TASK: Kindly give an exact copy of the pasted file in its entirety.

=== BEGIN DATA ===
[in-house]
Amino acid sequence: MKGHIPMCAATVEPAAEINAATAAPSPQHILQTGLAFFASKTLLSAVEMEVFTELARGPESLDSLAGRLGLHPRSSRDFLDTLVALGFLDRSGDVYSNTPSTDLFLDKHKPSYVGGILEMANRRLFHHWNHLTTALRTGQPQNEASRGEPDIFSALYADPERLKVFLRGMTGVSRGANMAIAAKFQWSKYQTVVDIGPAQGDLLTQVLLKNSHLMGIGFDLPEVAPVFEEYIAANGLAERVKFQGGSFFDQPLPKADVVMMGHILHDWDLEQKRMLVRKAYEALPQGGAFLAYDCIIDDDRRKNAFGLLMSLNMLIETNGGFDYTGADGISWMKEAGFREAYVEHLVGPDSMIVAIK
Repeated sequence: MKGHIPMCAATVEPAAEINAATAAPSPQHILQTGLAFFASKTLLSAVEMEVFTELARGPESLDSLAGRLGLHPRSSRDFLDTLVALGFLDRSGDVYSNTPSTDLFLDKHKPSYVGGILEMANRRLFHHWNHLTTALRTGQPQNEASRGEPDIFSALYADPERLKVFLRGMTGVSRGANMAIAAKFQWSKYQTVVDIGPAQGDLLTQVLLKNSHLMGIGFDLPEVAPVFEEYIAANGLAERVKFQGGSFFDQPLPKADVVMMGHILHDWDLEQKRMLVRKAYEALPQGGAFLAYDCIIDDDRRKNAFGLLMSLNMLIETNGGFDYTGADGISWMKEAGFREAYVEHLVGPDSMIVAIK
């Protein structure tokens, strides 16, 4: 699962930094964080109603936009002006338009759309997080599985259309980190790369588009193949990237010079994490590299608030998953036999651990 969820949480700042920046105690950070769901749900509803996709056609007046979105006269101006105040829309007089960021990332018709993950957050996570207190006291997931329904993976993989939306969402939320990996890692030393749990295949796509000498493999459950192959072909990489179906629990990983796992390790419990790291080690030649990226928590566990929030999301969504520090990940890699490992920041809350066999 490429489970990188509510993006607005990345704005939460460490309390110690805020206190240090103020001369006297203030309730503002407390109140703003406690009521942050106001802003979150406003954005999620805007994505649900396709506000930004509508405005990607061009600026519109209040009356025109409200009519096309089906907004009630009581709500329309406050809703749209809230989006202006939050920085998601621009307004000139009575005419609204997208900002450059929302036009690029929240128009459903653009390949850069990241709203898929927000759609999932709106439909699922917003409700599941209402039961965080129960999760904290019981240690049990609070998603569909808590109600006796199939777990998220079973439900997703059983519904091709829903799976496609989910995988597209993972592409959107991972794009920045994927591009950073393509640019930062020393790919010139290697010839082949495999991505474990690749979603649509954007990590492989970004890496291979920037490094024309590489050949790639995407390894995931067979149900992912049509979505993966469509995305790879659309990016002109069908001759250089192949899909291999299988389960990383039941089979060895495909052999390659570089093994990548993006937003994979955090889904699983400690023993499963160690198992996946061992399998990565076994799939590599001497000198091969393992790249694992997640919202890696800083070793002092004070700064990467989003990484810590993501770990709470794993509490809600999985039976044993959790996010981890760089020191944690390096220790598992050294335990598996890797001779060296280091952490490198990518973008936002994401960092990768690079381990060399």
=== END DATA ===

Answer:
[in-house]
Amino acid sequence: MKGHIPMCAATVEPAAEINAATAAPSPQHILQTGLAFFASKTLLSAVEMEVFTELARGPESLDSLAGRLGLHPRSSRDFLDTLVALGFLDRSGDVYSNTPSTDLFLDKHKPSYVGGILEMANRRLFHHWNHLTTALRTGQPQNEASRGEPDIFSALYADPERLKVFLRGMTGVSRGANMAIAAKFQWSKYQTVVDIGPAQGDLLTQVLLKNSHLMGIGFDLPEVAPVFEEYIAANGLAERVKFQGGSFFDQPLPKADVVMMGHILHDWDLEQKRMLVRKAYEALPQGGAFLAYDCIIDDDRRKNAFGLLMSLNMLIETNGGFDYTGADGISWMKEAGFREAYVEHLVGPDSMIVAIK
Repeated sequence: MKGHIPMCAATVEPAAEINAATAAPSPQHILQTGLAFFASKTLLSAVEMEVFTELARGPESLDSLAGRLGLHPRSSRDFLDTLVALGFLDRSGDVYSNTPSTDLFLDKHKPSYVGGILEMANRRLFHHWNHLTTALRTGQPQNEASRGEPDIFSALYADPERLKVFLRGMTGVSRGANMAIAAKFQWSKYQTVVDIGPAQGDLLTQVLLKNSHLMGIGFDLPEVAPVFEEYIAANGLAERVKFQGGSFFDQPLPKADVVMMGHILHDWDLEQKRMLVRKAYEALPQGGAFLAYDCIIDDDRRKNAFGLLMSLNMLIETNGGFDYTGADGISWMKEAGFREAYVEHLVGPDSMIVAIK
């Protein structure tokens, strides 16, 4: 699962930094964080109603936009002006338009759309997080599985259309980190790369588009193949990237010079994490590299608030998953036999651990 969820949480700042920046105690950070769901749900509803996709056609007046979105006269101006105040829309007089960021990332018709993950957050996570207190006291997931329904993976993989939306969402939320990996890692030393749990295949796509000498493999459950192959072909990489179906629990990983796992390790419990790291080690030649990226928590566990929030999301969504520090990940890699490992920041809350066999 490429489970990188509510993006607005990345704005939460460490309390110690805020206190240090103020001369006297203030309730503002407390109140703003406690009521942050106001802003979150406003954005999620805007994505649900396709506000930004509508405005990607061009600026519109209040009356025109409200009519096309089906907004009630009581709500329309406050809703749209809230989006202006939050920085998601621009307004000139009575005419609204997208900002450059929302036009690029929240128009459903653009390949850069990241709203898929927000759609999932709106439909699922917003409700599941209402039961965080129960999760904290019981240690049990609070998603569909808590109600006796199939777990998220079973439900997703059983519904091709829903799976496609989910995988597209993972592409959107991972794009920045994927591009950073393509640019930062020393790919010139290697010839082949495999991505474990690749979603649509954007990590492989970004890496291979920037490094024309590489050949790639995407390894995931067979149900992912049509979505993966469509995305790879659309990016002109069908001759250089192949899909291999299988389960990383039941089979060895495909052999390659570089093994990548993006937003994979955090889904699983400690023993499963160690198992996946061992399998990565076994799939590599001497000198091969393992790249694992997640919202890696800083070793002092004070700064990467989003990484810590993501770990709470794993509490809600999985039976044993959790996010981890760089020191944690390096220790598992050294335990598996890797001779060296280091952490490198990518973008936002994401960092990768690079381990060399």